I immediately started the process of finding a flight home. I was on a plane by 4:00am to make it home for my dad’s surgery, and I was beyond grateful that a very special man in Costa Rica was so compassionate that he paid the $3700 airline fee to get my husband and me home in time. (My husband’s grandfather had died as well, so he was able to go to his Poppy’s funeral as I made my way to my dad’s surgery.)

Before I left to fly home, I FaceTimed my mom. She was crying and pacing back and forth so badly that all I could see was her ceiling. My heart hurt so bad that I couldn’t hug and hold her through the phone.

There are so many people who have gone through the same situation — the fear…the helpless feeling of not being able to help or do anything for a loved one…sitting at long chemo appointments watching a loved one go through incredible nausea and discomfort, as well as every emotion known to mankind.

Not knowing if the previous holidays were the very “last” ones. Not knowing if you’ll ever get to go on a vacation with them or celebrate a birthday with them — theirs or yours — ever again. Having a sickening feeling of deep loss that doesn’t go away until you wait…and wait…and wait…for the next precious doctor visits or surgeries. Wondering if any of the chemo or surgeries would “take.”

To everyone who has experienced a loved one having cancer…or losing a most loved and treasured loved one to cancer…my heart hurts for you and I offer my deepest sympathies and condolences. Both situations leave upmost scars on a heart.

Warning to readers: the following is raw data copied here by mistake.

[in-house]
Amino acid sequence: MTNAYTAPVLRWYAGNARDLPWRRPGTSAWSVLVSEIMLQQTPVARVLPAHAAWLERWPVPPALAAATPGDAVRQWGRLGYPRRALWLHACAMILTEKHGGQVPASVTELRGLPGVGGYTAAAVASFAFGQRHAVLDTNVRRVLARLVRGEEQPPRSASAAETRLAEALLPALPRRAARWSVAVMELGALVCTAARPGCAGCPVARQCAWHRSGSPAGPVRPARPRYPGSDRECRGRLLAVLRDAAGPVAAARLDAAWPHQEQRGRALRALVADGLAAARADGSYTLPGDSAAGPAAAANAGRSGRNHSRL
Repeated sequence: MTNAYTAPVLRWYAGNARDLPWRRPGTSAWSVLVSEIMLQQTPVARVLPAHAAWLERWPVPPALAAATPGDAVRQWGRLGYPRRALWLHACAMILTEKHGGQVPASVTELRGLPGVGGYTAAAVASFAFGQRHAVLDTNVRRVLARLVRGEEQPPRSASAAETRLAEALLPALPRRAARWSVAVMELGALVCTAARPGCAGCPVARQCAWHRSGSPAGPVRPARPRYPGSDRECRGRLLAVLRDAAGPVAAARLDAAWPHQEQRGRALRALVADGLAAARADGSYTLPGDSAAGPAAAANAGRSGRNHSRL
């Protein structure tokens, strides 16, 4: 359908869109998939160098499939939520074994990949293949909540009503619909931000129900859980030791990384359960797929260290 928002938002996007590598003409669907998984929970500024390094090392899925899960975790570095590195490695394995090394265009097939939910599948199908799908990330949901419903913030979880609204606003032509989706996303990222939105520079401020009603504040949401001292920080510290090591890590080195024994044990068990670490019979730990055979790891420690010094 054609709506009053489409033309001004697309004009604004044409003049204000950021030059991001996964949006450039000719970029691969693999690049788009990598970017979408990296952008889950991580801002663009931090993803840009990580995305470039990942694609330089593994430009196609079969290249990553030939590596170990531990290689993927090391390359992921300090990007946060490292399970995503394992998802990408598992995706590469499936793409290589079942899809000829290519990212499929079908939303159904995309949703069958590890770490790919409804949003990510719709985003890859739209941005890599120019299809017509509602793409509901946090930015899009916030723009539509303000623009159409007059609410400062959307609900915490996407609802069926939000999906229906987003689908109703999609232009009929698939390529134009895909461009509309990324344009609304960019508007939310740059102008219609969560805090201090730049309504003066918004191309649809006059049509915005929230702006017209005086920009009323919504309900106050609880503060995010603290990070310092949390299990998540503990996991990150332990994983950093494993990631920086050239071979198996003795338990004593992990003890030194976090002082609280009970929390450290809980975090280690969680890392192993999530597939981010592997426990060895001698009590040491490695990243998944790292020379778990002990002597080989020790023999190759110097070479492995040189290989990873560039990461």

I pray for everyone who has been catapulted into walking that terrible road…I also pray for intense healing for your hurting and broken heart.

I leave you with a beautiful quote I saw at one of my dad’s chemo sessions:

Cancer can take away a person’s physical abilities. It cannot touch their mind. It cannot touch their heart. And it cannot touch their soul.” ~Jim Valvano

As we encourage our loved ones who are fighting cancer, remember our loved ones who lost their battle with cancer, and honor our loved ones who are beating it, let’s never forget the very things that cancer can never touch: our incredible memories with our loved ones (our minds)…our special relationship with those we will always love and cherish (our hearts)…and all of the beautiful reminders, experiences, and things God and our loved ones want for us, wanted for us, and would want for us now and in the future (our souls).

May we live every day to the fullest in honor of those who have been affected by the thief of cancer…and may we commit to never allowing cancer to steal another memory, emotion, or moment of our lives.

Gratitude and blessings,
Kim

©2016 by Kim Niles of Grief Bites. All rights reserved.

❤️FREE YouVersion reading plans:<<<<
ief Bites: Finding Treasure In Hardships: https://www.bible.com/reading-plans/912-grief-bites-finding-treasure-in-hardships<<&lt;
ief Bites: Doubt Revealed: https://www.bible.com/reading-plans/954-grief-bites-doubt-revealed<<&lt;
ief Bites: A New Approach To Growing Through Grief https://www.bible.com/reading-plans/862-grief-bites<<&lt;
ief Bites: Hope For The Holidays: https://www.bible.com/reading-plans/1964-grief-bites-hope-for-the-holidays

❤️Making peace with God: http://peacewithgod.net

❤️Kim's blog: http://www.griefbites.com

❤️Connect on Facebook by "liking" page: http://www.facebook.com/GettingYourBreathBackAfterGrief

❤️Getting Your Breath Back After Life Knocks It Out of You (Kim's book): http://www.barnesandnoble.com/mobile/w/getting-your-breath-back-after-life-knocks-it-out-of-you-kbh-niles/1112403330?ean=9781449725617